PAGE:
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Despite budgets coming under increasing strain, schools are spending around £4 billion per year on Teaching Assistants (TAs). It is vital therefore that these paraprofessionals have the skills and guidance necessary to effectively support pupils with a range of learning requirements, as well as be given frequent opportunities for their own development and growth.
Facilitating efforts to improve the deployment of TAs, in 2015 the Education Endowment Foundation (EEF) published Making Best Use of Teaching Assistants, outlining seven research-based recommendations to enhance TAs’ effectiveness. These have been used to inform the Maximising the Impact of Teaching Assistants (MITA) Project, running in over 100 schools until July 2019. The EEF is also supporting pilots in Yorkshire, where £5 million is being invested into utilising TAs to close attainment gaps between rich and poor pupils, and in Lincolnshire where strategies to improve standards of TAs in schools are being led by the local authority.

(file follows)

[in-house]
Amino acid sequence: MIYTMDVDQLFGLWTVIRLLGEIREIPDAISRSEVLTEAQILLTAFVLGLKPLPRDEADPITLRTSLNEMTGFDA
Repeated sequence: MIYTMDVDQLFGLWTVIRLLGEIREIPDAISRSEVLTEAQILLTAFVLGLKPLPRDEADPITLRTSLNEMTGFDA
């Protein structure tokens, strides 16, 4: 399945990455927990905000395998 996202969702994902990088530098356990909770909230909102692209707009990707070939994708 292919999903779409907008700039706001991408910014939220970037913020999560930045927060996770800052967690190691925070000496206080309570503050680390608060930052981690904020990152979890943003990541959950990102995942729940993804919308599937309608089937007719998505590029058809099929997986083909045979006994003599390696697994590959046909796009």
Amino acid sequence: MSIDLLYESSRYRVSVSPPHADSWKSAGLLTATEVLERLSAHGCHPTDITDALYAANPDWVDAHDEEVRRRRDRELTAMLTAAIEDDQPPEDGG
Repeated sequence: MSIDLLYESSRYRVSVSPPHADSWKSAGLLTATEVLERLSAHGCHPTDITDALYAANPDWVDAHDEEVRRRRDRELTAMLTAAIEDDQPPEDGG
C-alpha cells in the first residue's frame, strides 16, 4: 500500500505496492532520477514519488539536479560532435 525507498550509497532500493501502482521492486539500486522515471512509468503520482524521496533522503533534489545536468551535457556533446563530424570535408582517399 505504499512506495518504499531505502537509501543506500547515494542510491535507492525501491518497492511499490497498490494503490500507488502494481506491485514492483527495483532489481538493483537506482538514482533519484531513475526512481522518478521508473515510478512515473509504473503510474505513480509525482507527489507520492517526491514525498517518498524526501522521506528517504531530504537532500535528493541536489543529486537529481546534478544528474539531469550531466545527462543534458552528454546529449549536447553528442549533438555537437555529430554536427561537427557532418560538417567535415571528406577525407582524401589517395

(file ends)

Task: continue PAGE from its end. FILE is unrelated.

In addition, the Professional Standards for Teaching Assistants, published in June 2016 by a coalition of sector leaders including NAHT, Unison and the MITA Project, are now acting as a clear source of guidance for senior leadership teams, teachers and TAs around what is expected from all stakeholders. To maximise the benefits of these Standards however, peer-to-peer learning and sharing of best practice is essential to ensure that the move to enhance inputs for and outcomes from TAs continues to be evidence-based.
It is therefore imperative for school leaders and teaching and learning support practitioners to join together and develop high quality, coordinated strategies to increase TAs’ capacity to have a greater impact on pupils’ education experience.
This one day forum provides attendees with an opportunity to discuss how to raise the quality of teaching assistants (TAs) throughout schools in order to maximise their impact. Following the roll out and implementation of the Professional Standards for Teaching Assistants’ guidance, participants will explore research-informed interventions developed by the Education Endowment Foundation, and the latest evidence around effective deployment of TAs. Attendees will develop and understanding of how to increase development opportunities for TAs to improve the level of support provided to pupils and raise attainment.
Key speakers include:
• Rob Webster, Director, Maximising the Impact of Teaching Assistants (MITA) Project and Researcher, UCL Institute of Education
• Dr Jonathan Sharples, Senior Researcher, Education Endowment Foundation (EEF) and Co-Author, Making Best Use of Teaching Assistants.
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